Thanks for the info and the insight!!!So since your truck gelled up once in 15 years in one of the coldest climates on the planet, it's bad advice?
ROFLMAO.....You even quoted the part about there being exceptions.
And, presuming you're an oil expert up there in the patch, maybe read up on different types of winter diesel. Some are #1/#2 blend, some are additives to #2.
I'm a shadetree diesel exspurt too. Have had diesels from the N Slope to SE AK, Cascades, Rockies, upper midwest. That about covers cold climates on this continent anyway. I've pre-emptively added anti gel additives a few times when record cold snaps and truck parked outside getting cold soaked, or driving from one climate to another but it's not necessary in the vast majority of conditions.^Good call on watchin out for bio in the winter. An indicator is, if the pumps are filtered and the fuel appears to be coming out of the nozzle slower than it should, there may be some gellin going on.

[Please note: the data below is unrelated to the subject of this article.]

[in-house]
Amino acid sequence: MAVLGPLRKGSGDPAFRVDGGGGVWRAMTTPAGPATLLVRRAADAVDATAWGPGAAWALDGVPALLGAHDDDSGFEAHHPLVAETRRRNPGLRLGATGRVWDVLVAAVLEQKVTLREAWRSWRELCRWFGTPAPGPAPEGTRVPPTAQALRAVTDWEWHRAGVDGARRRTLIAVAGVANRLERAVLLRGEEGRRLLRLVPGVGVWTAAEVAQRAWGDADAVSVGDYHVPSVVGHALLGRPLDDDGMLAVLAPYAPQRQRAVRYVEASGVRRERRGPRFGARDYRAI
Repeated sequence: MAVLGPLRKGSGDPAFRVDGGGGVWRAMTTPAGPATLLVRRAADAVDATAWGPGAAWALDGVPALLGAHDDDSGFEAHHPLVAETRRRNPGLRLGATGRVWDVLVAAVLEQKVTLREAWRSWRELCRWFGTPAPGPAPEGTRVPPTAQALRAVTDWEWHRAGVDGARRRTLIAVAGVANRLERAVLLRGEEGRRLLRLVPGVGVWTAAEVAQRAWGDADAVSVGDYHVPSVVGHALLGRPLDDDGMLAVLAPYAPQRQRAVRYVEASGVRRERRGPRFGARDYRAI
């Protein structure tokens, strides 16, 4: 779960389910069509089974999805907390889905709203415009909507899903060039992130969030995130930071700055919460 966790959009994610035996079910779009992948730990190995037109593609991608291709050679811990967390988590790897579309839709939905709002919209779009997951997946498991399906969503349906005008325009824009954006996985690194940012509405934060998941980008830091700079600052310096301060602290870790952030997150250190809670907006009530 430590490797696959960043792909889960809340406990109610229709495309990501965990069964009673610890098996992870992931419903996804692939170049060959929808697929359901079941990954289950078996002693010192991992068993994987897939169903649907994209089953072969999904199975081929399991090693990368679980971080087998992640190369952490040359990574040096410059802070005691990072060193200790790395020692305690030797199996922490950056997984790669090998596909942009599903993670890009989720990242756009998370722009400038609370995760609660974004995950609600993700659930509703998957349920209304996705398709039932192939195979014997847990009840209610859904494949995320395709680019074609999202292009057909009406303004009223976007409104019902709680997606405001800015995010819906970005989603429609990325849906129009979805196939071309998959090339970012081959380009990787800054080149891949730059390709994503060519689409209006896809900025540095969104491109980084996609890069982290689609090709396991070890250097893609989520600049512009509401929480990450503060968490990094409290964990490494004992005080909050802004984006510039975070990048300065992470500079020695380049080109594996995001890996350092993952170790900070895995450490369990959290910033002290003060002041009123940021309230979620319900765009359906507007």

Yeah you assumed wrong, I work at a refinery. I engineer/program/maintain the the units that blend the diesel before it's loaded into the tanker trucks and hauled off to the stations. The lab that does cloud/pour testing on our fuels is a 30 second walk from my office. I don't need to read up on winter diesel, I do it for a living. I'll let you in on a little secret, there are far more than 2 diesel blends, well over a hundred in our system last I checked.
Oh, and biodiesel isn't sold in the colder months, it's blended in summer only. You are wasting your time with the highly scientific nozzle eyeball flow test. (PS- fuel is generally stored underground at most gas stations where it is much warmer and doesn't gel).